Synopses & Reviews
"Things do not lie," charged the prosecution in the "Fatal Vision" case, and on the basis of forensic evidence Jeffrey MacDonald was sentenced to life imprisonment for the brutal murders of his wife and two young daughters. Ensuring that the MacDonald murders would remain one of the most famous and disturbing criminal cases of our time, Fatal Vision
, the bestselling book by Joe McGinnis and the top-rated miniseries based upon it, etched a vivid portrait of a husband and father in the grip of a murderous, irrational rage and seemed to leave no doubt that the forensic evidence pointed unequivocally to Jeffrey MacDonald's guilt.
This painstakingly documented book, largely based on the government's own lab notes and other case documents secured through the Freedom of Information Act, presents a very different picture, a harrowing recount of justice gone wrong. Re-creating the night of the murders in unprecedented detail, Jerry Allen Potter and Fred Bost go on to reexamine every piece of the puzzle of this extraordinary case to show:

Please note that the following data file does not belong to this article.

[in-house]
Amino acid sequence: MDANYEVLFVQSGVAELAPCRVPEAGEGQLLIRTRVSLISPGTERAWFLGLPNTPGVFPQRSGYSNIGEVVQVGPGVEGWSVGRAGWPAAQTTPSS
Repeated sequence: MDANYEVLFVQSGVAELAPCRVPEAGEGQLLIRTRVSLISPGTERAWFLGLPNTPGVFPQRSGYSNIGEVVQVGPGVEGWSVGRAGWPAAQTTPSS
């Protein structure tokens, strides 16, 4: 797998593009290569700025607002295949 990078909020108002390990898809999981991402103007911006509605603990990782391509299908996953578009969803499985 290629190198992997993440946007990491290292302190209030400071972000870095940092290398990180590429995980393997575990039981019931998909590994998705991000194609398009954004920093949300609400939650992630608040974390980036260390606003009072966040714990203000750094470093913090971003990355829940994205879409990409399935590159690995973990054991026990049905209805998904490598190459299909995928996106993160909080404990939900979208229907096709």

- How the prosecution held to its belief in MacDonald's guilt in the face of evidence that might have freed him
- The steps the prosecution took to keep this evidence from the defense and the jury
- How the government's own laboratory tests contradicted the prosecutor's claims about key forensic evidence
- How Joe McGinnis wove the theory, in Fatal Vision, that Jeffrey MacDonald killed his family in a psychotic rage triggered by taking diet pills and how McGinnis later admitted, in a sworn deposition, "I'm not convinced it actually happened."
- That the evidence found at the crime scene does not point at Jeffrey MacDonald but in fact supports his contention that a Manson-like group of intruders committed the murders
- Why MacDonald's appeals have failed and what keeps him from winning the evidentiary hearing that could free him
Exploring every facet of the evidence with scrupulous fairness, this book is both a gripping narrative of a family-destroying crime and a shocking account of a tragically flawed investigation and trial.
Includes bibliographical references (p. 399-445) and index.